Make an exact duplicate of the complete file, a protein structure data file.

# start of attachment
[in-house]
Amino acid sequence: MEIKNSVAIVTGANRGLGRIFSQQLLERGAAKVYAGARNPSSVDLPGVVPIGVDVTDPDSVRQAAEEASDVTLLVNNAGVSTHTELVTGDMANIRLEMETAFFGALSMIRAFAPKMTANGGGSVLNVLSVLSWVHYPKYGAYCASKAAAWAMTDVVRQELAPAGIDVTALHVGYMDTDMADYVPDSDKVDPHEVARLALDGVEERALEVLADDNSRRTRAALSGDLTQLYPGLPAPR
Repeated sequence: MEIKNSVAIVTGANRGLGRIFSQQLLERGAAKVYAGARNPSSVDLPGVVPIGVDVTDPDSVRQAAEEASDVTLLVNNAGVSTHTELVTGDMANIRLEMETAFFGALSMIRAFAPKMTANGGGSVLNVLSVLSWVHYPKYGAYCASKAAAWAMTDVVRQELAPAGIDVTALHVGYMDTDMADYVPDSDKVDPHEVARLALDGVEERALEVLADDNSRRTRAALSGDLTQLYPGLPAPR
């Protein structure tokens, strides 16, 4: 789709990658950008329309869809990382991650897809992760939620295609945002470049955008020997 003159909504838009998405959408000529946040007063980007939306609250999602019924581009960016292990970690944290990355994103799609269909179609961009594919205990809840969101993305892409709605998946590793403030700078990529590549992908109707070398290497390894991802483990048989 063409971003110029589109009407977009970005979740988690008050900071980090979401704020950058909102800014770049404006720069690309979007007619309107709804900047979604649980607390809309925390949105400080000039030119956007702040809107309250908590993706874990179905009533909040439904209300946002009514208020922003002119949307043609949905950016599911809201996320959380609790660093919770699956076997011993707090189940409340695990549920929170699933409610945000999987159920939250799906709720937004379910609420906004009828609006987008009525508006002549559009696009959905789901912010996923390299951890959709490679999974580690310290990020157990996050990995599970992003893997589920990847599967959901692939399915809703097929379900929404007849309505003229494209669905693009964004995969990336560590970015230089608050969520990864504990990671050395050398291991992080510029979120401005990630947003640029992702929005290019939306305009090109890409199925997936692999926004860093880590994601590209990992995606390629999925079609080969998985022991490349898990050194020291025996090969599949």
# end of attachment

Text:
[in-house]
Amino acid sequence: MEIKNSVAIVTGANRGLGRIFSQQLLERGAAKVYAGARNPSSVDLPGVVPIGVDVTDPDSVRQAAEEASDVTLLVNNAGVSTHTELVTGDMANIRLEMETAFFGALSMIRAFAPKMTANGGGSVLNVLSVLSWVHYPKYGAYCASKAAAWAMTDVVRQELAPAGIDVTALHVGYMDTDMADYVPDSDKVDPHEVARLALDGVEERALEVLADDNSRRTRAALSGDLTQLYPGLPAPR
Repeated sequence: MEIKNSVAIVTGANRGLGRIFSQQLLERGAAKVYAGARNPSSVDLPGVVPIGVDVTDPDSVRQAAEEASDVTLLVNNAGVSTHTELVTGDMANIRLEMETAFFGALSMIRAFAPKMTANGGGSVLNVLSVLSWVHYPKYGAYCASKAAAWAMTDVVRQELAPAGIDVTALHVGYMDTDMADYVPDSDKVDPHEVARLALDGVEERALEVLADDNSRRTRAALSGDLTQLYPGLPAPR
């Protein structure tokens, strides 16, 4: 789709990658950008329309869809990382991650897809992760939620295609945002470049955008020997 003159909504838009998405959408000529946040007063980007939306609250999602019924581009960016292990970690944290990355994103799609269909179609961009594919205990809840969101993305892409709605998946590793403030700078990529590549992908109707070398290497390894991802483990048989 063409971003110029589109009407977009970005979740988690008050900071980090979401704020950058909102800014770049404006720069690309979007007619309107709804900047979604649980607390809309925390949105400080000039030119956007702040809107309250908590993706874990179905009533909040439904209300946002009514208020922003002119949307043609949905950016599911809201996320959380609790660093919770699956076997011993707090189940409340695990549920929170699933409610945000999987159920939250799906709720937004379910609420906004009828609006987008009525508006002549559009696009959905789901912010996923390299951890959709490679999974580690310290990020157990996050990995599970992003893997589920990847599967959901692939399915809703097929379900929404007849309505003229494209669905693009964004995969990336560590970015230089608050969520990864504990990671050395050398291991992080510029979120401005990630947003640029992702929005290019939306305009090109890409199925997936692999926004860093880590994601590209990992995606390629999925079609080969998985022991490349898990050194020291025996090969599949």